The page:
From time to time I come across some stimulating articles that are worth sharing in my opinion. This week a friend sent me a link to this article “The Happiness Plague” It’s fascinating how a great title can draw you in, as this one did for me. However, once I was there and started reading, I found myself getting somewhat annoyed by what I was reading.
I was tempted to immediately log in and make a ‘robust’ comment. What then occurred to me were my own internal responses. Why was I feeling so annoyed, or perhaps even angry? It’s only someone elses opinion. What was this all about? It stopped me in my tracks and I was immediately fascinated as I observed my own internal responses.
Neuro science tells us that if in times where we might be ‘triggered’ to react we have something like one third of a second to notice (in this case) an angry response and in that split second stop and choose a different response.
This is the stuff of emotional intelligence, self awareness, mindfulness – whatever you like to call it.
For those not yet using this awareness ‘muscle’ their response might be to feel angry and react – in this case I could have logged in, made a robust comment and hit enter. Of course we know in workplace and other situations a person’s stressed response might be to yell, react with unhelpful verbal responses, stamp their feet, and throw a tantrum or any other number of stressed responses. None of which achieve anything other than to further suck the resources from the pre frontal cortex ( the thinking area of the brain) meaning there is lack of clear thinking, and of course could invariably lead to someone else being ‘triggered’ into an equally stressed state. Imagine this happening in teams, workplaces, families.
Learning to stay intimately connected to what you are thinking sounds really simple, but it does take practice and the willingness to ‘stop’ and reappraise if you are tempted to ‘blow up’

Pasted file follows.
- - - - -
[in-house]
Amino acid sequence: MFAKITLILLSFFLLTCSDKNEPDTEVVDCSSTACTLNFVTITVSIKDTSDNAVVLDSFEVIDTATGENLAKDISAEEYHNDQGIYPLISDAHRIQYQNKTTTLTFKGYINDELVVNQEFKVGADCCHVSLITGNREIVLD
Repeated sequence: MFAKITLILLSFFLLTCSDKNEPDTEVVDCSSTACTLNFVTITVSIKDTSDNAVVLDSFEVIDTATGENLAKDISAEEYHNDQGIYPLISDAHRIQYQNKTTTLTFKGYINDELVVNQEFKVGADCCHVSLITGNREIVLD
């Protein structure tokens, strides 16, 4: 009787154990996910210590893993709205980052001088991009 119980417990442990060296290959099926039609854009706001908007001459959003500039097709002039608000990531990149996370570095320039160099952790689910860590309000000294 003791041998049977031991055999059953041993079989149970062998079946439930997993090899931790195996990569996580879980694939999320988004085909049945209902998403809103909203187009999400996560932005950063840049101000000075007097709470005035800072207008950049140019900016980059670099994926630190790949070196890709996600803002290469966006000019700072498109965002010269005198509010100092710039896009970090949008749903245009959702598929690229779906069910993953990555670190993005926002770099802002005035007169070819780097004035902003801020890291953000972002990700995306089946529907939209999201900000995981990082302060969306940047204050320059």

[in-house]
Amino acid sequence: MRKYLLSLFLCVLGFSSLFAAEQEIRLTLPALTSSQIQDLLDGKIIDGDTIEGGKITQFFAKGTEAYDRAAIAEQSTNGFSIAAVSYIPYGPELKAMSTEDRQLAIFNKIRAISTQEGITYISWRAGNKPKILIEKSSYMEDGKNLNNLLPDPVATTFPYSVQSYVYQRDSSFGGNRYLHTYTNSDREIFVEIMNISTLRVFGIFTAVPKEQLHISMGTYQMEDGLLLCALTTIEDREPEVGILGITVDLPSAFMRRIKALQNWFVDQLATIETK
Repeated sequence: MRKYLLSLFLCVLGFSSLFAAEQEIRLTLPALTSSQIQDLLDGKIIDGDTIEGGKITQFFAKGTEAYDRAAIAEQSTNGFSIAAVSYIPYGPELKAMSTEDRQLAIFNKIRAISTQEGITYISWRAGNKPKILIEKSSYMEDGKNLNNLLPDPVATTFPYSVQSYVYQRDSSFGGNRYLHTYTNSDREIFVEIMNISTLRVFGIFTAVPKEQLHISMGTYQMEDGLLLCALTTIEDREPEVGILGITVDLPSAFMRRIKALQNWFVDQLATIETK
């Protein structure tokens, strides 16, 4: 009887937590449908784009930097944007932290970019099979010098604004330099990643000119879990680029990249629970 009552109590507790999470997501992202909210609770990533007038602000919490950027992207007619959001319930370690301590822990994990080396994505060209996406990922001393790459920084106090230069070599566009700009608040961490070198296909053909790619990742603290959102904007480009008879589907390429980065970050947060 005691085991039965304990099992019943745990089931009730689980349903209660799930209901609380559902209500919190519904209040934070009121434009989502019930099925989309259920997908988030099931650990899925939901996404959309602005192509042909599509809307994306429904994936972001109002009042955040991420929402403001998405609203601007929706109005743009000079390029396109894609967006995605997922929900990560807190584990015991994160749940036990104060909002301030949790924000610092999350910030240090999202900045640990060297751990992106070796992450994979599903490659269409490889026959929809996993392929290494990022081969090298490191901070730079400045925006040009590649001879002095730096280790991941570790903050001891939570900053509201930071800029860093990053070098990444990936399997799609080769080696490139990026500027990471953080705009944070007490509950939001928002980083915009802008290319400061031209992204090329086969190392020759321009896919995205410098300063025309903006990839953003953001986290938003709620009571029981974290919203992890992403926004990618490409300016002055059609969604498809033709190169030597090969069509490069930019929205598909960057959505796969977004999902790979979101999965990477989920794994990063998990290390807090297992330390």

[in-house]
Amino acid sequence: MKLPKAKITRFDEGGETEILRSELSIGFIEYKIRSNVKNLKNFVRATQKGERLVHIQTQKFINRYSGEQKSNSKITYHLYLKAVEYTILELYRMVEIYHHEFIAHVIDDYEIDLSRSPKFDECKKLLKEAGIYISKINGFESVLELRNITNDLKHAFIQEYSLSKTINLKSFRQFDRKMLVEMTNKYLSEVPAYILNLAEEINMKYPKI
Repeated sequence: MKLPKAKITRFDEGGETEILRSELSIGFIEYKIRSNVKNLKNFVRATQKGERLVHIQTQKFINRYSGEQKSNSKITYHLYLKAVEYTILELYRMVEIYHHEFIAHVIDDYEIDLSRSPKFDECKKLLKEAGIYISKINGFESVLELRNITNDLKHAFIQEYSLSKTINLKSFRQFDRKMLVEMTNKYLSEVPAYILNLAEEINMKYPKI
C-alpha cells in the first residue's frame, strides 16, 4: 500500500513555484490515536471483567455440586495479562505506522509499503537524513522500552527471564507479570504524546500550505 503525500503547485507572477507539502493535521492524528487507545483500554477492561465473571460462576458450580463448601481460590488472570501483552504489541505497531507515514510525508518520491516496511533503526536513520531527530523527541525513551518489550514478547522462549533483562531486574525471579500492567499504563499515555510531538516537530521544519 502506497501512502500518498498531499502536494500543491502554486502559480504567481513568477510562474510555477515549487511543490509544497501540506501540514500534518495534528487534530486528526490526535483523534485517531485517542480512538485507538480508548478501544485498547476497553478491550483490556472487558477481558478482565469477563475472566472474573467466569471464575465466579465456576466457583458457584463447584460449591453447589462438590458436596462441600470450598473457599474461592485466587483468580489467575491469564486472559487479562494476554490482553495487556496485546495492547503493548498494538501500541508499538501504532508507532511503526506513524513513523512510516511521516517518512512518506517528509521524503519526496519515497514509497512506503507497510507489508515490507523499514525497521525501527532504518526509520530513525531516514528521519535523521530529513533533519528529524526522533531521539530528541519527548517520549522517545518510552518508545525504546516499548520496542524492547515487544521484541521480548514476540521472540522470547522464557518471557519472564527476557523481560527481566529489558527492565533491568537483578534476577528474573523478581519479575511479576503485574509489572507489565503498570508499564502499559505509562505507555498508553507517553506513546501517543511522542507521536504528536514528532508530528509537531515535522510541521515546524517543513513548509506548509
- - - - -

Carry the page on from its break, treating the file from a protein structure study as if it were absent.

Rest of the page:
A great challenge I set for some clients is to regularly ‘check their thinking’ as they go about their daily tasks. Checking particularly how they are thinking and acting in busy or stressed times. Often, just by noticing what is going on is a tool in itself to build awareness.
Are you up for the challenge to do that for a week or so? If so, I’d love to hear what you notice about the exercise. Please leave a comment.
And after all this you might be wondering what did make me respond to this article. Simplicity and generalisation. It gives a once over lightly to the topics of happiness, resilience and praise. I work with people all the time who experience emotions positive and negative. The point is to firstly, notice what the emotion is and ‘be’ with it – not suppress it. Understand it. Then choose what your next response is.
Of course – negative emotions are part of being human, but that does not mean we have to stay in that negative space while we deal with challenging or unhappy situations. It is simply naive to say that happiness thinking is expecting people to be happy all the time. It is also misleading to imply psychologists, coaches and the like all preach this message. Well trained and qualified professionals know better.
Have a read of the article, would love to hear what you think!